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J Alzheimers Dis. 2013;37(3):469-74. doi: 10.3233/JAD-130827.

Animal models of the sporadic form of Alzheimer's disease: focus on the disease and not just the lesions.

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Department of Neurochemistry, New York State Institute for Basic Research in Developmental Disabilities, Staten Island, NY, USA.


Alzheimer's disease is multifactorial and involves several different mechanisms. The sporadic form of the disease accounts for over 99% of the cases. As of yet, there is no practical and widely available animal model of the sporadic form of the disease. In the Alzheimer's disease brain, the lysosomal enzyme asparaginyl endopeptidase is activated and translocated from the neuronal lysosomes to the cytoplasm, probably due to brain acidosis caused by ischemic changes associated with age-associated microinfarcts. The activated asparaginyl endopeptidase cleaves inhibitor-2 of protein phosphatase-2A, I2(PP2A), into I(2NTF) and I(2CTF) which translocate to the neuronal cytoplasm and inhibit the protein phosphatase activity and consequently the abnormal hyperphosphorylation of tau. Employing adeno-associated virus serotype 1 (AAV1) vector containing I(2NTF-CTF) and transduction of the brains of newborn rat pups with this virus, an animal model has been generated. The AAV1-I(2NTF-CTF) rats show neurodegeneration and cognitive impairment at 4 months and abnormal hyperphosphorylation and aggregation of tau and intraneuronal accumulation of amyloid-β at 13 months. The AAV1-I(2NTF-CTF) rats not only offer a disease-relevant model of the sporadic form of Alzheimer's disease but also represent a practical and widely available animal model. This short perspective on the need to focus on and develop the disease-relevant models of the sporadic form of Alzheimer's disease very much reflects the thinking of Inge Grundke-Iqbal who passed away on September 22, 2012 and to whom this article is dedicated.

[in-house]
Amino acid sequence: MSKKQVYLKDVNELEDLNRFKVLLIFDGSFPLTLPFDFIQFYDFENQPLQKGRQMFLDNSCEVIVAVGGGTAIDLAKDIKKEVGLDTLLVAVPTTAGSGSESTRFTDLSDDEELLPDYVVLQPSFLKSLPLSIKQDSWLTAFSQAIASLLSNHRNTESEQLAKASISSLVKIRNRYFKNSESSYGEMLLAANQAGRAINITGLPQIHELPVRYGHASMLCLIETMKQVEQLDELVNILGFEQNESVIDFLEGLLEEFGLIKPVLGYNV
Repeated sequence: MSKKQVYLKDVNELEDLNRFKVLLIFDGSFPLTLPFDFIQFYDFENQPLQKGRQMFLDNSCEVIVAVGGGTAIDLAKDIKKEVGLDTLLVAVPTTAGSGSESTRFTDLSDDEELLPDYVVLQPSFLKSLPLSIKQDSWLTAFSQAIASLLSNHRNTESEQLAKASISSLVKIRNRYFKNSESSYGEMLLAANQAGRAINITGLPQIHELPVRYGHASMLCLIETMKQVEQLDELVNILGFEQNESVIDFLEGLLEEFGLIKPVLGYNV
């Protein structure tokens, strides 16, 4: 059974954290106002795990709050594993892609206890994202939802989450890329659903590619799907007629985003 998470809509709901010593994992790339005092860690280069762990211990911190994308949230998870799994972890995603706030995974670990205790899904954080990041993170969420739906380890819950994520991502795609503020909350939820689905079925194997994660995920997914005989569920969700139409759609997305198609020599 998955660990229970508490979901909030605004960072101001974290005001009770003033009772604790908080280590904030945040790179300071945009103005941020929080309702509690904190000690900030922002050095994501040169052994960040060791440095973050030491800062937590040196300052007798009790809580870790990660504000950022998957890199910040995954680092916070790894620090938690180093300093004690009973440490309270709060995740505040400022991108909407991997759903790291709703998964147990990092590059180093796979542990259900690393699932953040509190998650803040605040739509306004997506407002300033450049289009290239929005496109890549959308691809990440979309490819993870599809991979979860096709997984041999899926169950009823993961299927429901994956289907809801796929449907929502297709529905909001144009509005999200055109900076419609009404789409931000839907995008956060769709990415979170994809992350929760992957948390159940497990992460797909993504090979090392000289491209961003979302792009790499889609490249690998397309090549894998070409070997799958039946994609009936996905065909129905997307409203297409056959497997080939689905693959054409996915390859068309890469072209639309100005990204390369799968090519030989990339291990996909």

[Indexed for MEDLINE]

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